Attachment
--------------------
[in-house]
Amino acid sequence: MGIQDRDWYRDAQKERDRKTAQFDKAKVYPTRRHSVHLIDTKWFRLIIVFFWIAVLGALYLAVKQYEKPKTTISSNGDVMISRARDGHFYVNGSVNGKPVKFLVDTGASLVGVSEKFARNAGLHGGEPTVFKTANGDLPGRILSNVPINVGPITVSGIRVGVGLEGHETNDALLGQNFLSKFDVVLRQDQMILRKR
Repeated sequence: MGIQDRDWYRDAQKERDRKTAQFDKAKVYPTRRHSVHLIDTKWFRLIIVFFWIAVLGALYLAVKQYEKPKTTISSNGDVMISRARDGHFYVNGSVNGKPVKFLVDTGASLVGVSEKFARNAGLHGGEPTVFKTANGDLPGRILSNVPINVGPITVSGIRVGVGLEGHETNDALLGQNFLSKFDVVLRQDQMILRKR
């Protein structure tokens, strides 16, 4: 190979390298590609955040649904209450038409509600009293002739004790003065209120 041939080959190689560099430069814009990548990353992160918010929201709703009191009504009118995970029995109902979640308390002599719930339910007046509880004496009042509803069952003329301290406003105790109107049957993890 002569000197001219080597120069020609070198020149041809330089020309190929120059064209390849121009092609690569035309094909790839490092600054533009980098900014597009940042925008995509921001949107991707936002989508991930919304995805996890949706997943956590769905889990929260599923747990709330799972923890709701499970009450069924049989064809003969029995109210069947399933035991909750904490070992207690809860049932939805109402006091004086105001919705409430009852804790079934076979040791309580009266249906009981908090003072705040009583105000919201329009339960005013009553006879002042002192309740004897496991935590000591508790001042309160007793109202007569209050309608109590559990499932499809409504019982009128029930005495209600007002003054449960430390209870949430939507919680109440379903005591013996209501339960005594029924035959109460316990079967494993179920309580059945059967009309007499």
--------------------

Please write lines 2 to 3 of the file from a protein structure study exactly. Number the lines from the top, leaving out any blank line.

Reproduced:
Amino acid sequence: MGIQDRDWYRDAQKERDRKTAQFDKAKVYPTRRHSVHLIDTKWFRLIIVFFWIAVLGALYLAVKQYEKPKTTISSNGDVMISRARDGHFYVNGSVNGKPVKFLVDTGASLVGVSEKFARNAGLHGGEPTVFKTANGDLPGRILSNVPINVGPITVSGIRVGVGLEGHETNDALLGQNFLSKFDVVLRQDQMILRKR
Repeated sequence: MGIQDRDWYRDAQKERDRKTAQFDKAKVYPTRRHSVHLIDTKWFRLIIVFFWIAVLGALYLAVKQYEKPKTTISSNGDVMISRARDGHFYVNGSVNGKPVKFLVDTGASLVGVSEKFARNAGLHGGEPTVFKTANGDLPGRILSNVPINVGPITVSGIRVGVGLEGHETNDALLGQNFLSKFDVVLRQDQMILRKR